GARP’s Second Annual Global Survey of Climate Risk Management
The Global Risk Institute hosted Jo Paisley, Co-President, and Maxine Nelson, Senior Vice-President from the GARP Risk Institute. The webinar was hosted by Alyson Slater, Senior Director, Sustainable Finance, and moderated by Vanda Vicars, Chief Operating Officer, GRI. Ms. Paisley and Ms. Nelson discussed the findings from GARP’s Second Annual Global Survey of Climate Risk at Financial Institutions.
Seventy-one firms participated in the survey, with the majority of firms completing the survey in relation to their operations in the UK, Europe, and North America. There were key findings presented on how climate risk is integrated into an organization’s governance, strategy, risk management, metrics, targets & limits, scenario analysis, and disclosures.
Key Findings Discussed:
Ninety percent of responding firms reported that their boards have oversight of climate related risks and opportunities, up from about 80% in last year’s survey.
The majority of firms indicated that they have taken a strategic approach to climate change, or plan to shift away from ‘responsive’ and ‘responsible’ approaches in the near future. A strategic approach was defined as meaning that climate risk are approached with comprehensive long-term processes, with board engagement in place.
Risk management (85% of respondents), strategy (75% of respondents), and operations (56% of respondents) were the top three business activities that have been reviewed for climate risks and opportunities.
Most firms indicated that climate risks are expected to manifest with measurable impacts on business strategy beyond the next 15 years, while climate related opportunities will have more of a significant impact on their strategy within the next five years
Although a lot of work has been done in relation to strategy and business assessments, the majority of firms do not believe their strategies are resilient beyond 5 years. Only 30% of firms believe their strategy is resilient between 5-15 years, and only 10% of firms believe their strategy is resilient beyond 15 years.
Firms are at different stages in the journey to integrate climate risk into enterprise risk management. About 33% of firms introduced climate risk into their business more than five years ago, 22% of firms 2-5 years ago, 23% of firms 1-2 years ago, and 24% just during the last year.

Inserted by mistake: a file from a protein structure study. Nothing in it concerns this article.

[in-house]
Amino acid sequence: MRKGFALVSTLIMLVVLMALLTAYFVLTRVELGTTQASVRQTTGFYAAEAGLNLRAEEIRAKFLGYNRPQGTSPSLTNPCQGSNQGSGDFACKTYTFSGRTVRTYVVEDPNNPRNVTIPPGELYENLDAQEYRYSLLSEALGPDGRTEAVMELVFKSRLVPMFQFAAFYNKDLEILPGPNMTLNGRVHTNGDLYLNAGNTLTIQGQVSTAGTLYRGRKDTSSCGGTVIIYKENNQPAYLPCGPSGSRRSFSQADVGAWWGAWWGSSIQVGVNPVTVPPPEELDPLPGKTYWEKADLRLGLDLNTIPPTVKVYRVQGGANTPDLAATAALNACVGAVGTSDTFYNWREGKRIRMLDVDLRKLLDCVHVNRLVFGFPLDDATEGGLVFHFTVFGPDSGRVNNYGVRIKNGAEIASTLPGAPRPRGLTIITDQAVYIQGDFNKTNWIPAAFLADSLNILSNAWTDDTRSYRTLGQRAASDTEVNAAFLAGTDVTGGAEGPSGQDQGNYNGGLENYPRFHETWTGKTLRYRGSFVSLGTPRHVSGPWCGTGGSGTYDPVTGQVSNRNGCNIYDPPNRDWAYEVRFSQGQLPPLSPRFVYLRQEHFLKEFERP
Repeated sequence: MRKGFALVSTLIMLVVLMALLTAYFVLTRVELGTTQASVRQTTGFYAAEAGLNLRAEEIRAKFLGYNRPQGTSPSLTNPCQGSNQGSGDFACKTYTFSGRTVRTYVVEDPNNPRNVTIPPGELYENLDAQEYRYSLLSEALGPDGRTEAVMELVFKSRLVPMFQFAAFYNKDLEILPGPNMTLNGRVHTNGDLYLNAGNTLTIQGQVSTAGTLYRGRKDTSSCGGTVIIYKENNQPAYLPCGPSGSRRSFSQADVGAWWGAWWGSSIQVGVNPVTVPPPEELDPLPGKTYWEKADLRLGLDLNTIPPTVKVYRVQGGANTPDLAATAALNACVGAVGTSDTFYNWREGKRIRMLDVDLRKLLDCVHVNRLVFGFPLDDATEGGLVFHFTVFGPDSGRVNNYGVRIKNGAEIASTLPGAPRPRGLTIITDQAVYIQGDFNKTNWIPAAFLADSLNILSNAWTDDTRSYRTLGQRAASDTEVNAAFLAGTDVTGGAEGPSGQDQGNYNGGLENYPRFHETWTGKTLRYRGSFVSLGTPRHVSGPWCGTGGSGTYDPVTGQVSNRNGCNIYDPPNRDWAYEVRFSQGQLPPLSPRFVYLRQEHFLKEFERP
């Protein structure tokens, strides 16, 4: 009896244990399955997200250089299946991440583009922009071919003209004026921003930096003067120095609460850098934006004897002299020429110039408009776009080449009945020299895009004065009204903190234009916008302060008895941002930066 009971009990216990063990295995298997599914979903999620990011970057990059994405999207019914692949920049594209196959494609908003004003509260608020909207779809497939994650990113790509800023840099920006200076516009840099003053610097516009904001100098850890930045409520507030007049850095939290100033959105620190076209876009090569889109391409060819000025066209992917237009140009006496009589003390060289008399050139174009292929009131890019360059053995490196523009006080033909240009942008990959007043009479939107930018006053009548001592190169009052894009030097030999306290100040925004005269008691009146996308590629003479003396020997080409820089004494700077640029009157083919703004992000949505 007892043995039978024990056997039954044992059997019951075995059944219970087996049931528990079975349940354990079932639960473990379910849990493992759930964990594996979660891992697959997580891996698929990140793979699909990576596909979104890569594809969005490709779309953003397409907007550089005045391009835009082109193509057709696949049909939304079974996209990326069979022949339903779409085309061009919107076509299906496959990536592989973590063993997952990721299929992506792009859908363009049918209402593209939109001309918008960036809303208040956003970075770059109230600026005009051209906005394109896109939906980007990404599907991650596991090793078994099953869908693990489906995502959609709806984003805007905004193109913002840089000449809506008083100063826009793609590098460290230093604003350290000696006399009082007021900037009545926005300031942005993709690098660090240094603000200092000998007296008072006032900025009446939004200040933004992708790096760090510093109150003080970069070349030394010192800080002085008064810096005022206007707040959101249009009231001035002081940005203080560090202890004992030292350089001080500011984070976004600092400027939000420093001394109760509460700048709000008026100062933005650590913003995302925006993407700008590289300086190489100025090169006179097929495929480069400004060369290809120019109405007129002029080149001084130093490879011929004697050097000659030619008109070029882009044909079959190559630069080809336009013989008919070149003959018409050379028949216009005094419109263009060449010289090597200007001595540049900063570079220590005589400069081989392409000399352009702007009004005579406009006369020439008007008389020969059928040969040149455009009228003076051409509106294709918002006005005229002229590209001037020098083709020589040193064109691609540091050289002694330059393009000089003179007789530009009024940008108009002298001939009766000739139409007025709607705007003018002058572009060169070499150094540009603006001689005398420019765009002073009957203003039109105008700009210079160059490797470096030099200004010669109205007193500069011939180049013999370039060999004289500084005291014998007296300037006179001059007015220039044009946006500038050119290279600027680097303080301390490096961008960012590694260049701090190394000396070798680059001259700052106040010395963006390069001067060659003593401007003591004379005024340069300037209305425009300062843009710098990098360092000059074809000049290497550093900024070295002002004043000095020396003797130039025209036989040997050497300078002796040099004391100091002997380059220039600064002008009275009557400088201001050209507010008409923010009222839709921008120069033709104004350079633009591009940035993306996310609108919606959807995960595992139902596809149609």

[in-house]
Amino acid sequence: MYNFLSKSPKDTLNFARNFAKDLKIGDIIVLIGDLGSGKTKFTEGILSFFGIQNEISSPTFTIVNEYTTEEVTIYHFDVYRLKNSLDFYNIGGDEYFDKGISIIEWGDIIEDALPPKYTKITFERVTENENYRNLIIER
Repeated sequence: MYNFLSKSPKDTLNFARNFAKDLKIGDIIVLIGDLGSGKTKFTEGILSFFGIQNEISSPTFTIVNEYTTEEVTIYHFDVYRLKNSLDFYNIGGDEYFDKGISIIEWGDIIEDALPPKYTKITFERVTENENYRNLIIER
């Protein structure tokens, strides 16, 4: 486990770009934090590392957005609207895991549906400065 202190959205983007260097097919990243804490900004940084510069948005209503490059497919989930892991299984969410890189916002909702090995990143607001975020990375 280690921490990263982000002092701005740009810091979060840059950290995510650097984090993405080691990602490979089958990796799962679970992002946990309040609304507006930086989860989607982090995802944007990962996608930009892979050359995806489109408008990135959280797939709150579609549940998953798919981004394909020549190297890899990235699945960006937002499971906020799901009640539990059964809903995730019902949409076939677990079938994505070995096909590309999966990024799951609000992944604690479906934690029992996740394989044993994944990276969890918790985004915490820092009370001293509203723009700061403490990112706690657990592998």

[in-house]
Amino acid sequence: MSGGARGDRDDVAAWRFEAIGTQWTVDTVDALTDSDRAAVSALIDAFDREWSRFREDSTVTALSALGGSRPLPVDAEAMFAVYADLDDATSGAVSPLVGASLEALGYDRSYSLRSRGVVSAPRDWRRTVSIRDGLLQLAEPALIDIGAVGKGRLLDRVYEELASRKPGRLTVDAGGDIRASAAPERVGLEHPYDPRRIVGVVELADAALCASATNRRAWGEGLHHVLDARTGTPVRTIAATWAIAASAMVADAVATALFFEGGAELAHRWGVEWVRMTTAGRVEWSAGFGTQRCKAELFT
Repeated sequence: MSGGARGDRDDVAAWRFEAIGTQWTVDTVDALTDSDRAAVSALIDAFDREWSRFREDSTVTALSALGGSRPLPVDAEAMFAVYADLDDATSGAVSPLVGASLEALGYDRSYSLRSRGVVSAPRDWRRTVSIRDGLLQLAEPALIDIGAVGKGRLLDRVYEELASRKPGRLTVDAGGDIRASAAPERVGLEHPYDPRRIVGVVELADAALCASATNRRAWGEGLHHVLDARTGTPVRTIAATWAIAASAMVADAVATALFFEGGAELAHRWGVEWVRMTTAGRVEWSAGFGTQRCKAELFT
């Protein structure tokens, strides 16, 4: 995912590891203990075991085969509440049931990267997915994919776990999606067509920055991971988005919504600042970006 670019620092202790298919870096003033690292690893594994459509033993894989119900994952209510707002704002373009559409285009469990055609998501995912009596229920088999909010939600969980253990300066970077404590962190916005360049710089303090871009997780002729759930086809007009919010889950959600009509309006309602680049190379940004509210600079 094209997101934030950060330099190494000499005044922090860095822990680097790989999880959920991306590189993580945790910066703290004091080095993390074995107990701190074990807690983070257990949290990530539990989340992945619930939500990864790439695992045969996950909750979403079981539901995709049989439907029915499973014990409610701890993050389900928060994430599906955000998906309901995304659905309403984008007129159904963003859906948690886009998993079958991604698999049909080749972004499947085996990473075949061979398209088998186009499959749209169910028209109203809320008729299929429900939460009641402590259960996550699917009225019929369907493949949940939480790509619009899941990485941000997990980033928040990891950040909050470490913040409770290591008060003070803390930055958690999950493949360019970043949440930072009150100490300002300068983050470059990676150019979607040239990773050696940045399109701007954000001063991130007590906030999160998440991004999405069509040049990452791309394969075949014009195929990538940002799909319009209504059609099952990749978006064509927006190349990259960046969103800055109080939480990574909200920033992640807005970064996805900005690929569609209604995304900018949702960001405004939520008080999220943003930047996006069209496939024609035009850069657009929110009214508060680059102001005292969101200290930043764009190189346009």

The CRO is the most commonly named senior executive responsible for climate risks, and accordingly, risk teams are the most common function within firms to manage climate risk. Climate risk is most often integrated across existing risk categories such as credit, market, operations, underwriting, etc.
The vast majority of respondents, 95%, claimed that climate risk has not been fully included in market prices.
Metrics and Targets
The majority of firms use metrics (70% of respondents) to assess climate risks, however there is a lower percentage of organizations who use targets (55% of respondents) and limits (31% of respondents) to assess processes and activities related to climate risk. The majority of metrics and limits were shown to be tied to asset risks, while the majority of targets were associated with operations. Participating firms noted that integrating metrics, targets, and limits was one of the more challenging aspects of climate risk management.
About half of the respondents use scenario analysis, mainly on an ad hoc basis, and only 30% reported that they had taken action on scenario results. About half of the firms used a time horizon of under 10 years, and the other half designed scenarios to look out over a decade and in some cases beyond 30 years.
The majority of firms have currently published disclosures in line with the Task Force for Climate Related Financial Disclosure (TCFD) recommendations.
After the results of the survey were presented, there was discussion around the pros and cons of integrating climate across risk categories or rather treating it as a separate risk. Ms. Nelson shared that firms tended to manage climate on a risk by risk basis as it is a forward-looking and not a historic risk. Ms. Paisley went on to share some insights into how climate risk, although in the process of being integrated into enterprise risk management, also needs to be incorporated across the business – such as into sales and procurement – which is challenging as there may not be capability to assess climate risks in these units.
Ms. Slater then started a discussion on the importance of fully engaging boards at the strategy and oversight level, and Ms. Paisley mentioned that the UK regulators have told boards they have to be engaged in climate risks. Although this is a step forward in ensuring board engagement, Paisley pointed to the importance of genuine engagement of boards. Ms. Nelson pointed out that since the financial risk element is becoming better understood climate change is moving out of the realm of corporate social responsibility and into the line of sight for boards.
The webinar concluded with a reflection that climate risk management is fast maturing, and that most responding firms have ambitious plans to develop a strategic approach to the issue, underpinned by improved risk assessment and scenario analysis.
Co-President, GARP Risk Institute
Senior Vice President, GARP Risk Institute